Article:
After getting pelted with curve balls, I was promised a sit down meeting at a table with my supervisors to discuss what had happened. I knew they would wait until the end of the day to make their point that they were in control and I was not.
While they made me wait, I worked on things to move my life forward. I was not raised to be stupid. The fact is, my father made sure his daughters understood how things worked so we could manage on our own. While that often makes relationships difficult, it does make life easier overall. I knew darned well they were going blah, blah, blah me into unemployment. After all, how dare I stand for myself and refuse to put other people in danger by driving a large, top heavy vehicle in bad weather (this is a twelve passenger bus, just under CDL requirements) while under emotional duress.
What they did do was call and fire me over the telephone, citing that I should have simply taken a deep breath and done as asked. After all, they had been put in a similar situation and they never refused their bosses. And this was said after stating that they knew it was a huge, emotional blow, and they were afraid I would react in this manner. It is nice to know that I didn’t feel as emotionally slaughtered as I did. I’m glad they pointed that out to me. I feel so much better now.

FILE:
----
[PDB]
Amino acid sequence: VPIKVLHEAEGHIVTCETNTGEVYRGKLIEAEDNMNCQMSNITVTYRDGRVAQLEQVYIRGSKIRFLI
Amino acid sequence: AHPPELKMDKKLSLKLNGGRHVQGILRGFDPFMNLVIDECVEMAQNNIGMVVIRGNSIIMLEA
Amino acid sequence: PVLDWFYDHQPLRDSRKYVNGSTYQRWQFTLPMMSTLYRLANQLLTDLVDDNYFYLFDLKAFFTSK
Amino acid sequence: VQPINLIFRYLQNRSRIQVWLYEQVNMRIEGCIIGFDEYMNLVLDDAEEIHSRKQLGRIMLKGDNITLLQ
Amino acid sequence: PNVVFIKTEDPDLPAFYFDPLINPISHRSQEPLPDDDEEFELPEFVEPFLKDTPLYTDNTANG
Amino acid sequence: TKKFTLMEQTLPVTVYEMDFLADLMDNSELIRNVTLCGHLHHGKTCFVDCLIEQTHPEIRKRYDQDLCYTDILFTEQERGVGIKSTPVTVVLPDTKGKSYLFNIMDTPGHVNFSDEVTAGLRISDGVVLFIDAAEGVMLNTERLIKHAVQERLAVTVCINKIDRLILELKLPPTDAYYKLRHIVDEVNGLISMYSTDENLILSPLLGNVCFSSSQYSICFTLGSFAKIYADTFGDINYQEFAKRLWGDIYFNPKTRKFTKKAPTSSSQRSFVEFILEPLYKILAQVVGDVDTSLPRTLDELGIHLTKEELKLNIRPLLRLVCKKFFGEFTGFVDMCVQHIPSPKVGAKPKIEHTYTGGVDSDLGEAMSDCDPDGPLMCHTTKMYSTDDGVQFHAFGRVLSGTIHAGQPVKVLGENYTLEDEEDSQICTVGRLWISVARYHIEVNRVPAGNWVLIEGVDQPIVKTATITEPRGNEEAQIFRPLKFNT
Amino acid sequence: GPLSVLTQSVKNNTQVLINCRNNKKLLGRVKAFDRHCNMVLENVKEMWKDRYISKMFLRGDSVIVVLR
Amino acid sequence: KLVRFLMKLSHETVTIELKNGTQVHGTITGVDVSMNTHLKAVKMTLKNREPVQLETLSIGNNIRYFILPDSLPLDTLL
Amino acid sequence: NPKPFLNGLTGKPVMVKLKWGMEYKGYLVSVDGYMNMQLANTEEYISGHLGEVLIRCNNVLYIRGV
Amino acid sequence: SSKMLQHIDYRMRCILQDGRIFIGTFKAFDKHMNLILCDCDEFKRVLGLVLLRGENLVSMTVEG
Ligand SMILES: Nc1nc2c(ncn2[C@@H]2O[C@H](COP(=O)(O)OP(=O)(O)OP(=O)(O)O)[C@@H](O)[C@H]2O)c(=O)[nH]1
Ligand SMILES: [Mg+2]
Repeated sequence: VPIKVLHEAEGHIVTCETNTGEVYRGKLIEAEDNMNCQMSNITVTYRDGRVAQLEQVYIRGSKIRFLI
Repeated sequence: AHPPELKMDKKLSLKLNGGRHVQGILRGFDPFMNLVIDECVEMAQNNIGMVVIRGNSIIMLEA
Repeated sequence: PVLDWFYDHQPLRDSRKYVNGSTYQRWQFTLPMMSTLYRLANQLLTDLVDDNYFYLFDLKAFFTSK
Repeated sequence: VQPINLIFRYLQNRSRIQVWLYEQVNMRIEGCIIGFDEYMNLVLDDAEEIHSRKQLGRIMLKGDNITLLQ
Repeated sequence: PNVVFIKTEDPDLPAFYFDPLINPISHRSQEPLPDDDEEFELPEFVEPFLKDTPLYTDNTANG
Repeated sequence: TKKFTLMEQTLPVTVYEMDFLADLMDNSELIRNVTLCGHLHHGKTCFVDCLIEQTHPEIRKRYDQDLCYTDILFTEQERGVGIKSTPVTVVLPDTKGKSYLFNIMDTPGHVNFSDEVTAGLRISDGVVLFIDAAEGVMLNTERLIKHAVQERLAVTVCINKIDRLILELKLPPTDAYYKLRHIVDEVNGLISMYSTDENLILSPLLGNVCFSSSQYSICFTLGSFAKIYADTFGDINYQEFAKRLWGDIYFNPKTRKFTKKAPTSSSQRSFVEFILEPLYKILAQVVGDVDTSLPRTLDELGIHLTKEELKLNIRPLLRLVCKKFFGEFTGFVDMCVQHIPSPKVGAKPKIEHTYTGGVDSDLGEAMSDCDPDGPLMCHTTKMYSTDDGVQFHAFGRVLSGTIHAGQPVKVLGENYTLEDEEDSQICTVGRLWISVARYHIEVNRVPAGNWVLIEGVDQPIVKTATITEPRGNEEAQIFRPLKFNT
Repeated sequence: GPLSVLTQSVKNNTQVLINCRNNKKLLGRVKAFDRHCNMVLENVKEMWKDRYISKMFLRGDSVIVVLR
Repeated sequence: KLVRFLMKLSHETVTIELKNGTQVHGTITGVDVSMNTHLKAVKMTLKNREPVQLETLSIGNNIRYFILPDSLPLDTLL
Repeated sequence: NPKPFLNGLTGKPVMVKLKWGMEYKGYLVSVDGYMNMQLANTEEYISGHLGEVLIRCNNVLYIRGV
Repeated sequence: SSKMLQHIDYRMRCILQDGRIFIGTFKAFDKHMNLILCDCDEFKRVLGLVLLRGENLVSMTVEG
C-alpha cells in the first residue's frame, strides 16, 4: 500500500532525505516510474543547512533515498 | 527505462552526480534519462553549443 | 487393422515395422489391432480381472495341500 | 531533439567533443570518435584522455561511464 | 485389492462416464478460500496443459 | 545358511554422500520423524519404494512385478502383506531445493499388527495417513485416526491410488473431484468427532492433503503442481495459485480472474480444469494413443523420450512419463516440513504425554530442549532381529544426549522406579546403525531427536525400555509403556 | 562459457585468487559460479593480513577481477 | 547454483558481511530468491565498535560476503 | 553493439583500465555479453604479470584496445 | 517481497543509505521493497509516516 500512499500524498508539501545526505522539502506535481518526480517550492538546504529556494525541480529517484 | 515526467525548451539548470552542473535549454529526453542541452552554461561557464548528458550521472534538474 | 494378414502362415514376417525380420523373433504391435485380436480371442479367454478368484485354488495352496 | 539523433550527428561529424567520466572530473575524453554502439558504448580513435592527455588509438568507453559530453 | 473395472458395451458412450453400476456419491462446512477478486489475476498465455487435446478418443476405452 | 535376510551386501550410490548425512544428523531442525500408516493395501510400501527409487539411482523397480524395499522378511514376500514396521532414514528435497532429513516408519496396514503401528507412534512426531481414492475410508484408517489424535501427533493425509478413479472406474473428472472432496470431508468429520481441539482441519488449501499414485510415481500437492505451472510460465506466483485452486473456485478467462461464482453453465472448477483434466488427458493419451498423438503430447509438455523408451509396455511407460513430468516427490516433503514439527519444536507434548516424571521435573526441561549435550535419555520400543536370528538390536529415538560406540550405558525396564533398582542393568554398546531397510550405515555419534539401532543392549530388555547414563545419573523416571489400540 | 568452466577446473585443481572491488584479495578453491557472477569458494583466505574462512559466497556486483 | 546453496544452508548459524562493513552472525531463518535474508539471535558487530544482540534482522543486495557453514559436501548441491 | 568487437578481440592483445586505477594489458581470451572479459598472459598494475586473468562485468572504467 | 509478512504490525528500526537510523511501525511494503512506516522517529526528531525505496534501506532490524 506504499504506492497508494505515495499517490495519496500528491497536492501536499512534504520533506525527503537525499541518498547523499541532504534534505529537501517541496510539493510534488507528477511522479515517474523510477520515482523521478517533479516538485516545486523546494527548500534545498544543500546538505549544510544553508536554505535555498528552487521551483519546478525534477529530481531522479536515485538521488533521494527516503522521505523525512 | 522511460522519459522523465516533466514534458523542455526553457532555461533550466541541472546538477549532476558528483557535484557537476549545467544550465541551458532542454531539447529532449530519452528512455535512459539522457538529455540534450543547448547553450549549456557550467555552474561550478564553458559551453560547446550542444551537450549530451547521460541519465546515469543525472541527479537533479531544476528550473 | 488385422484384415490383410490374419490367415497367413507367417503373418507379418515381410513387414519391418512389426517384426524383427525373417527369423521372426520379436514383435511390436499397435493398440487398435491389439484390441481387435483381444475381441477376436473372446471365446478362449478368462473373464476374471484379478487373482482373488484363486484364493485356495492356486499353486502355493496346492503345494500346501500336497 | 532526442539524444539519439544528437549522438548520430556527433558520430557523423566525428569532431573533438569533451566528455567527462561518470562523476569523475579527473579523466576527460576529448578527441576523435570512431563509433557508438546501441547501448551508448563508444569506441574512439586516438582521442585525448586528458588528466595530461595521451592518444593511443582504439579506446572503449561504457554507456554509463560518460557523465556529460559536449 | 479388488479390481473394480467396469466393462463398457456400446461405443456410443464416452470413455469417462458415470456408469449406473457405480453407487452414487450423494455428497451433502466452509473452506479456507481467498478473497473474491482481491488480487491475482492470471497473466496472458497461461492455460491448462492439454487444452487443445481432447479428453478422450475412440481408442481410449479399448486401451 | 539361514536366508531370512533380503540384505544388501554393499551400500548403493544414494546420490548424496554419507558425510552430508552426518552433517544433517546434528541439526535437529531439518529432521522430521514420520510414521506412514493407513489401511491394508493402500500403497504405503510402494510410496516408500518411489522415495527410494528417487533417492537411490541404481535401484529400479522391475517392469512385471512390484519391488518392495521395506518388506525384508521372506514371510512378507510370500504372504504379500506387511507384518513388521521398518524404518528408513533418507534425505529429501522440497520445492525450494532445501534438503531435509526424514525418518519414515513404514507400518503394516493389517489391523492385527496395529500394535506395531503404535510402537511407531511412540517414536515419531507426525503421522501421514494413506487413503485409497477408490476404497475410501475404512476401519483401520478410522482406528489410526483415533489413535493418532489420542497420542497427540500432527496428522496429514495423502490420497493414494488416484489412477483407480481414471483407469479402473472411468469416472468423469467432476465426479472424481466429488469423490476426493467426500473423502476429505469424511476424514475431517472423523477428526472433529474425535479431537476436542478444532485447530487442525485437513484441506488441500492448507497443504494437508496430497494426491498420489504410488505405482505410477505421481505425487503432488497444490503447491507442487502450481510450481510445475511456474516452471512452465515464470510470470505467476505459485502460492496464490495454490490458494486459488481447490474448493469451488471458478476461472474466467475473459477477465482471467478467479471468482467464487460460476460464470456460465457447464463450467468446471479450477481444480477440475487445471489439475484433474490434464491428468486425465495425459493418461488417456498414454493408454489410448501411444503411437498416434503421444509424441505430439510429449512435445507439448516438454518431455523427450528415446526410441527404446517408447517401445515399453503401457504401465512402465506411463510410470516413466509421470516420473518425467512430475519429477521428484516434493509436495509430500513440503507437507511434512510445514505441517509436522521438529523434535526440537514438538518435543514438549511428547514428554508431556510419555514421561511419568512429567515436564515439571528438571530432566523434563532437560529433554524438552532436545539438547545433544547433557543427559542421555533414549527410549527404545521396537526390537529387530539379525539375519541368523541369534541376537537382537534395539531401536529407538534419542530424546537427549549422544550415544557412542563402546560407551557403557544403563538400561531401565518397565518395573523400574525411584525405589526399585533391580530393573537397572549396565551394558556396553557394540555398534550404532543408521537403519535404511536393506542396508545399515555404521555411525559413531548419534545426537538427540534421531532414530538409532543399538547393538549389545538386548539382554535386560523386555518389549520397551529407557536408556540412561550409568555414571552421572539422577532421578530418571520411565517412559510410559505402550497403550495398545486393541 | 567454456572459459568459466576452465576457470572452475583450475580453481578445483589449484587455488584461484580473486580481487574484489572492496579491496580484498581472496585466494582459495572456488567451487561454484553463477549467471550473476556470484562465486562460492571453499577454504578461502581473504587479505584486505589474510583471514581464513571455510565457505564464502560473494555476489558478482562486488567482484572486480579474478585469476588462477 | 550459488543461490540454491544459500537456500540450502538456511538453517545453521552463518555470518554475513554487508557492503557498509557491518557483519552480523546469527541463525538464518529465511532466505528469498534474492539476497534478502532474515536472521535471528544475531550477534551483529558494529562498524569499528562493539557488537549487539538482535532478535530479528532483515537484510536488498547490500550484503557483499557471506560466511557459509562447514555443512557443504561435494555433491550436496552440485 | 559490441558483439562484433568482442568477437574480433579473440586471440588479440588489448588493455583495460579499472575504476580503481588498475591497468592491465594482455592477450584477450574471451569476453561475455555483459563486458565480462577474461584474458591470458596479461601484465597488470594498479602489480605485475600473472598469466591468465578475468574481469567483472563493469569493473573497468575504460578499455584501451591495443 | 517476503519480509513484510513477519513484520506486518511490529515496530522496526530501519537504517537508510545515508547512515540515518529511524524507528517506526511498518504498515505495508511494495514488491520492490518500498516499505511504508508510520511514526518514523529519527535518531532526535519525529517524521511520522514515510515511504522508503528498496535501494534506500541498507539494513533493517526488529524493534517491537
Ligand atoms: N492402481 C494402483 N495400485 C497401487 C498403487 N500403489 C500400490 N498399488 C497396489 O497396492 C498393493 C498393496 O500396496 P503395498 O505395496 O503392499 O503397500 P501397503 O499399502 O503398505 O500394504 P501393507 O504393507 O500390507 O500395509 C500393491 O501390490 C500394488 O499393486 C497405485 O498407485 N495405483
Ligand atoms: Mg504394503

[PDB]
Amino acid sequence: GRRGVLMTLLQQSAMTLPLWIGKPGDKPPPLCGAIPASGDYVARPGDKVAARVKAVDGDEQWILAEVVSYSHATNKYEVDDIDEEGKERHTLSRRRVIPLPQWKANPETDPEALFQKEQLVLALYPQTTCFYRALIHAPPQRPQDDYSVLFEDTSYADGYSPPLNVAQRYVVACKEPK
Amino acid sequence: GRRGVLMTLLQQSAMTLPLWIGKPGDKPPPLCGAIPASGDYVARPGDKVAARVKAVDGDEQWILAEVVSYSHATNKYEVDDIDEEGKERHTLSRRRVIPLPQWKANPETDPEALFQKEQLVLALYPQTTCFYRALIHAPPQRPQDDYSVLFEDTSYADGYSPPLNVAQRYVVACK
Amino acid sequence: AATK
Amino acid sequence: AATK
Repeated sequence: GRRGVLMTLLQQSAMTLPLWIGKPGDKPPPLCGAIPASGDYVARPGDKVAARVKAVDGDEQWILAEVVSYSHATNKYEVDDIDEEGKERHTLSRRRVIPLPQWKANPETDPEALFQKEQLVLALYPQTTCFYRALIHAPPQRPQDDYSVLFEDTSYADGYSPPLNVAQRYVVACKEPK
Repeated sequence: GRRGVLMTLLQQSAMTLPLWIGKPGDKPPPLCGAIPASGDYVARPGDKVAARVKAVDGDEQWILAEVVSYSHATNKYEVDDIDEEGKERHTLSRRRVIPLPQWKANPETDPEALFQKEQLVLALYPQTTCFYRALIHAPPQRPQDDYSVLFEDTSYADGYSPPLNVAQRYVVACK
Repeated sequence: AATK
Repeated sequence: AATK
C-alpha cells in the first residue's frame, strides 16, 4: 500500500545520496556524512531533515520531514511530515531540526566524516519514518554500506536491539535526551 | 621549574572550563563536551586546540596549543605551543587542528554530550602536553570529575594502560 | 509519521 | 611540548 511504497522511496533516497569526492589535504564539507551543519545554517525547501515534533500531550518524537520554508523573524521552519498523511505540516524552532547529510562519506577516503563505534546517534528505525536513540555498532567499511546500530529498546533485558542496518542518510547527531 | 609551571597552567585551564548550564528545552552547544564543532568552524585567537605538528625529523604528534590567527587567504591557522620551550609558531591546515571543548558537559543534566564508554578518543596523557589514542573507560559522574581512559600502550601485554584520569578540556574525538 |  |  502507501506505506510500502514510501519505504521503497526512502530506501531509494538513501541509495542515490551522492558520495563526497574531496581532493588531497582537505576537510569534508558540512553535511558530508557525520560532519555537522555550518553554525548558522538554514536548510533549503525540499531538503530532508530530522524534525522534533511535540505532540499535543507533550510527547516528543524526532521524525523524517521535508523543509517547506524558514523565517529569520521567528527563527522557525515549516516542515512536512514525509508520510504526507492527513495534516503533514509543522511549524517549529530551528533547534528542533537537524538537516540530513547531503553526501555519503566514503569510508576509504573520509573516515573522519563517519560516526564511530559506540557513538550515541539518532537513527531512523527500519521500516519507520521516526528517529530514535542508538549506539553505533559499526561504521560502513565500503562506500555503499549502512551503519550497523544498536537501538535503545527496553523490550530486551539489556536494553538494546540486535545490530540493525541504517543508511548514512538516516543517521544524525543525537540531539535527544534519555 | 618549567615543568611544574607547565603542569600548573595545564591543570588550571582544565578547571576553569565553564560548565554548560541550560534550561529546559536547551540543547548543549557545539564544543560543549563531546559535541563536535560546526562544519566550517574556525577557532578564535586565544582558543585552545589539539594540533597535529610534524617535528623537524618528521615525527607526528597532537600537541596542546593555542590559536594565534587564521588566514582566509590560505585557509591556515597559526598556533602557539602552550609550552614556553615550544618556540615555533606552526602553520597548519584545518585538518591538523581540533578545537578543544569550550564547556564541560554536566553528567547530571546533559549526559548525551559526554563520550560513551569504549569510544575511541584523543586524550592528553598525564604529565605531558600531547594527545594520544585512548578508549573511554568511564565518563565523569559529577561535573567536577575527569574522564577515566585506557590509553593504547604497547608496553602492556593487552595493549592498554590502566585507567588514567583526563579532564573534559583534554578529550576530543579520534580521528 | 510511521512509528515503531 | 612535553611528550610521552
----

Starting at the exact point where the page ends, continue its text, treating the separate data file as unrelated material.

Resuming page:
So why wasn’t I told the three days beforehand and given a chance to internalize the news? And when did using text messages and phone calls become professional responses to any employer/employee situation? Why wasn’t I given my promised face to face meeting? A lot of what happened could have been avoided with a little common sense.
The funny thing about this situation is I am not really upset or overly worried. Which is kinda weird since I will be broke in about the end of next month, if not sooner.
What I am is rather happy to be able pursue my own thing. I have made steps towards doing just that. I do have to spend a little money to reach that goal, but it will be worth it. I will probably need another job, but that will come.
It’s nice, for once, to not feel worried.